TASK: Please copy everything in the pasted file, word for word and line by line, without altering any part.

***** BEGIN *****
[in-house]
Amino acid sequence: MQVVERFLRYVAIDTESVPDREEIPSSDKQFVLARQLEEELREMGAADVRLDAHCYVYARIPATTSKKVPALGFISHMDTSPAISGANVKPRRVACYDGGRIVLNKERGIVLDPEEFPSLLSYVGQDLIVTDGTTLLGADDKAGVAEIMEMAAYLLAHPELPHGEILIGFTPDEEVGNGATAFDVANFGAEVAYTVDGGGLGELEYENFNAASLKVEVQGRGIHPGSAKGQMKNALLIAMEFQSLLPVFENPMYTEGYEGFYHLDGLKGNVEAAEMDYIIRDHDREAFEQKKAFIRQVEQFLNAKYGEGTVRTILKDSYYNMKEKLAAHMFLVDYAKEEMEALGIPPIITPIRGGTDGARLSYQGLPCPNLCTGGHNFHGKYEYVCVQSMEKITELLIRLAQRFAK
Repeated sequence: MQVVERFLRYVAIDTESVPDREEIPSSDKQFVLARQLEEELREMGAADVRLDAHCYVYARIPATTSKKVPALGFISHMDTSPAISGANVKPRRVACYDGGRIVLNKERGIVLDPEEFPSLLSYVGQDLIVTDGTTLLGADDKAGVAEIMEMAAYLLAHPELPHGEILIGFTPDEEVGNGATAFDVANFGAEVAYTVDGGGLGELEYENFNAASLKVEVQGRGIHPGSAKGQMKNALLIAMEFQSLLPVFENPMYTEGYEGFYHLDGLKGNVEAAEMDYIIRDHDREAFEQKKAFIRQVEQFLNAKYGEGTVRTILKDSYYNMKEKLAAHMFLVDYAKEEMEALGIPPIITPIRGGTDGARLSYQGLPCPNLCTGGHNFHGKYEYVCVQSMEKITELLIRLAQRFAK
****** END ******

[in-house]
Amino acid sequence: MQVVERFLRYVAIDTESVPDREEIPSSDKQFVLARQLEEELREMGAADVRLDAHCYVYARIPATTSKKVPALGFISHMDTSPAISGANVKPRRVACYDGGRIVLNKERGIVLDPEEFPSLLSYVGQDLIVTDGTTLLGADDKAGVAEIMEMAAYLLAHPELPHGEILIGFTPDEEVGNGATAFDVANFGAEVAYTVDGGGLGELEYENFNAASLKVEVQGRGIHPGSAKGQMKNALLIAMEFQSLLPVFENPMYTEGYEGFYHLDGLKGNVEAAEMDYIIRDHDREAFEQKKAFIRQVEQFLNAKYGEGTVRTILKDSYYNMKEKLAAHMFLVDYAKEEMEALGIPPIITPIRGGTDGARLSYQGLPCPNLCTGGHNFHGKYEYVCVQSMEKITELLIRLAQRFAK
Repeated sequence: MQVVERFLRYVAIDTESVPDREEIPSSDKQFVLARQLEEELREMGAADVRLDAHCYVYARIPATTSKKVPALGFISHMDTSPAISGANVKPRRVACYDGGRIVLNKERGIVLDPEEFPSLLSYVGQDLIVTDGTTLLGADDKAGVAEIMEMAAYLLAHPELPHGEILIGFTPDEEVGNGATAFDVANFGAEVAYTVDGGGLGELEYENFNAASLKVEVQGRGIHPGSAKGQMKNALLIAMEFQSLLPVFENPMYTEGYEGFYHLDGLKGNVEAAEMDYIIRDHDREAFEQKKAFIRQVEQFLNAKYGEGTVRTILKDSYYNMKEKLAAHMFLVDYAKEEMEALGIPPIITPIRGGTDGARLSYQGLPCPNLCTGGHNFHGKYEYVCVQSMEKITELLIRLAQRFAK